WASHINGTON -- Senate passage of interstate branching legislation yesterday evening gives a boost to two other pending bills and may clear the way for consideration of broader financial services issues in the next Congress.

"Getting interstate done helps clear the decks lbr broader financial modernization," said Edward L. Yingling, chief lobbyist for the American Bankers Association.

"I think it makes it doable," added Sam Baptista, president of the Financial Services Council and a leading advocate for a broad overhaul of the financial services industry

Of immediate concern are two bills pending in this Congress: bankruptcy reform and a provision in the Superfund bill that limits lender liability for environmental cleanup.

"We're very,optimistic about the bankruptcy bill," Mr. Yingling said. "Superfund will be a little harder."

But Mr. Yingling said the major impact from the interstate bill's passage could cotne in later sessions of Congress.

"Had interstate not passed this year... we would have spent a good deal of the next Congress working on interstate -- the CRA provisions, insurance restrictions, ancl so forth."

Although the bill that passed contains a modest Community Reinvestment Act amendment, bankers had worried for much of this Congress that the final bill would include a more stringent measure.

There also was considerable concem that insurance agents could use it as a vehicle to win restrictions on bank insurance powers.

Not everyone agreed that the Senate action would open up the banking agenda for the next Congress.

"The president wrapped his arms around this bill," said Kenneth A. Guenther, executive vice president of the Independent Bankers Association of America.

Reckling that President Clinton had introduced NationsBank chairman Hugh McColl as a spokesman for the banking industry at a White House ceremony last sununer, Mr. Guenther said that event boosted the bill's prospects significantly. "It won't be quite so easy on the Glass-Steagall Act," he added.

And lawyer James Butera added that bankers may not be so anxious to go to the well on Capitol Hill again anytime soon.

"What do they need?" he asked. "I don't know of any bank that wants to be in insurance that can't find a way to get in. The same goes for securities."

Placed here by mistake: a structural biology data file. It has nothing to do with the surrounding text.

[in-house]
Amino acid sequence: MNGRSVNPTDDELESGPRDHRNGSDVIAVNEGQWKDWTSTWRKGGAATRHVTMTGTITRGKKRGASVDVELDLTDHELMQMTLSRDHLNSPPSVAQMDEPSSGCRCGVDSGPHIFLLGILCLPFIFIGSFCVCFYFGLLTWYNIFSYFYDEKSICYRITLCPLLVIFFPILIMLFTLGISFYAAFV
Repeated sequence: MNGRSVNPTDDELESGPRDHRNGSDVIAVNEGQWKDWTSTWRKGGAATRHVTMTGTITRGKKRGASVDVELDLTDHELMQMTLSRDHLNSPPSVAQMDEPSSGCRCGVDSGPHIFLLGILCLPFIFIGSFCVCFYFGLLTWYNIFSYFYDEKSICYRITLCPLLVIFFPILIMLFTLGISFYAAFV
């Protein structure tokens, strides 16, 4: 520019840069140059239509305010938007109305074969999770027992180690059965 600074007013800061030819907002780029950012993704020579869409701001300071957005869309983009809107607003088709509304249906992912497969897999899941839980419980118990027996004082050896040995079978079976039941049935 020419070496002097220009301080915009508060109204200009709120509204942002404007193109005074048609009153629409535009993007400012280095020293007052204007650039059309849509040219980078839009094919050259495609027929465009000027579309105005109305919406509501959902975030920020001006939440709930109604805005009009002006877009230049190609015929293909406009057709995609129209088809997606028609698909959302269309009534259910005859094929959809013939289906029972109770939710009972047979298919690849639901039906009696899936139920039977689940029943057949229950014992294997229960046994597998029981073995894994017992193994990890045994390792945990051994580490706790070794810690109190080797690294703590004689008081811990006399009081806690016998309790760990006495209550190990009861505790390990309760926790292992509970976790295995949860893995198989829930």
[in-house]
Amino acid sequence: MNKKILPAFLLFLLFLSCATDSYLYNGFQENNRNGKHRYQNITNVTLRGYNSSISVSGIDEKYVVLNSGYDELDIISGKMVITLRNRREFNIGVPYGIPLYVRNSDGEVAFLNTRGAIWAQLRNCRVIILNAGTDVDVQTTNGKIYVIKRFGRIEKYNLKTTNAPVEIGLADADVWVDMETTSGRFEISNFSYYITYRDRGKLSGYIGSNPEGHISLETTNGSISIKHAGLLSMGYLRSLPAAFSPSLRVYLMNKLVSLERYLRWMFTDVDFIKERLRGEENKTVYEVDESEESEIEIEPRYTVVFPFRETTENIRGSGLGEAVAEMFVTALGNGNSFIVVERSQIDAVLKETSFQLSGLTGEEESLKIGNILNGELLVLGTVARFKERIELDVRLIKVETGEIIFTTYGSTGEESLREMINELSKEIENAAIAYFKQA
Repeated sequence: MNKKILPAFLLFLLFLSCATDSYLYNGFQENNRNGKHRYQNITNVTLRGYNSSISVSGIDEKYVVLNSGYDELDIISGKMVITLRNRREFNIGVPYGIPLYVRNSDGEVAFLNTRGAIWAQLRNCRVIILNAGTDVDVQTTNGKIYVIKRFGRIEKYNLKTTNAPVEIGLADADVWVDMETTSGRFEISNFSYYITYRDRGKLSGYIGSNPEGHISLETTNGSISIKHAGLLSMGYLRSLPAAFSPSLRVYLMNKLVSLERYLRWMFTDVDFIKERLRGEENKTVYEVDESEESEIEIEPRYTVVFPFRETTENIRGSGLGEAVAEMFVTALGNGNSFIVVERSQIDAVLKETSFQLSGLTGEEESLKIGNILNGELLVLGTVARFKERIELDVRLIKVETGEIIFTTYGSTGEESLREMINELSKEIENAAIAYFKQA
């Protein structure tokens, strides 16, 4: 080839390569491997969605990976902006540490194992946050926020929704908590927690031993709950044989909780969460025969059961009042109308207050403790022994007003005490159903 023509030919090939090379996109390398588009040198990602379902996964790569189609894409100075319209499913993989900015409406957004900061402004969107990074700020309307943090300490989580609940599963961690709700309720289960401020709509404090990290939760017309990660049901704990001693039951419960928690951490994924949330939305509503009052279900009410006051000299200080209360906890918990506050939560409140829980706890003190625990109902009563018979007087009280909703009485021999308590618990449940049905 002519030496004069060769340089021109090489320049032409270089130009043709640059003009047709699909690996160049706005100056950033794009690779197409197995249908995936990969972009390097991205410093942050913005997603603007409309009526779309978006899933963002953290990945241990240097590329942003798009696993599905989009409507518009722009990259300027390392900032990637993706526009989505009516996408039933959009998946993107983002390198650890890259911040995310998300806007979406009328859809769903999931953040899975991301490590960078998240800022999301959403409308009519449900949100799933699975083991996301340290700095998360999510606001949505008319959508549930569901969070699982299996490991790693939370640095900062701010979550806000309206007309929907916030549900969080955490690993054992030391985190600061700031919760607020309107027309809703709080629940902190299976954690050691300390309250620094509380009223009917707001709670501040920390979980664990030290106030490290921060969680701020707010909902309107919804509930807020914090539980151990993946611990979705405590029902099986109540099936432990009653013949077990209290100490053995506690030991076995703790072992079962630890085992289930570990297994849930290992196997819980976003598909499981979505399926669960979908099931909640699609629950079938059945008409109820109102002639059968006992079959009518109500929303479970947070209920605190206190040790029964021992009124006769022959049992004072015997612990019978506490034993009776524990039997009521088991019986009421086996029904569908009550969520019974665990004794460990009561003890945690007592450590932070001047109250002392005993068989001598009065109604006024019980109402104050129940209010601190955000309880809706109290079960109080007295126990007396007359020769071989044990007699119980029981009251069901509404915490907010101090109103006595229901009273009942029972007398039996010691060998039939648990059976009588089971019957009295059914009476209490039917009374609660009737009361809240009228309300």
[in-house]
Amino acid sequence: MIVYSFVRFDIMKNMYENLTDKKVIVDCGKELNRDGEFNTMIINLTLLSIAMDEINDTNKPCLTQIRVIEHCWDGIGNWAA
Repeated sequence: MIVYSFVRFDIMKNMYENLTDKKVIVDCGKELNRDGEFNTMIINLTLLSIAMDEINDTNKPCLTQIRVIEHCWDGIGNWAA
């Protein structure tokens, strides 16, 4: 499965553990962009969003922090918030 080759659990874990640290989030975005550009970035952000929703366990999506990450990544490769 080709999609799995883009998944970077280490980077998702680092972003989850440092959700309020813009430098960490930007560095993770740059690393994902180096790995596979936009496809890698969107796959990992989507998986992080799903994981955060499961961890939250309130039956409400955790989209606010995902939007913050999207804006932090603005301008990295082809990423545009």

The interstate bill cleared the Senate on a 94-4 vote after objections from two key senators were resolved. President Clinton is expected to sign the bill soon.

Although the measure has enjoyed broad support on Capitol Hill dnce it first came up for votes four years ago, its prospects were uncertain when Congress returned from its August break for the last few weeks of this session.

Sen. Howard M. Metzenbaum, D-Ohio, had threatened to hold up the bill because he believed it did not go far enough to extend state statutes of limitations for bringing suits against the officers and directors of failed financial institutions.

With the looming threat of a filibuster from Sen. Metzenbaum, which could have put the bill in an early grave, Majority Leader George Mitchell was prepared to file a motion to limit debate.

Senators voted overwhelmingly on Tuesday aftemoon to bring up the interstate bill, but it was still not clear whether Republicans were willing to allow a vote. However, chances brightened considerably when Sen. Metzenbaum said he had decided to support the legislation.

The Ohio Democrat had received a letter from Jonathan Fiechter, acting director of the Office of Thrift Supervision in which the thrift regulator said he was prepared to assume responsibility for bringing suits against officers and directors of failed institutions.

The OTS brings actions in administrative courts and is not bound by the state statutes of limitations that constrain the Resolution Trust Corp. and the Federal Deposit Insurance Corp.

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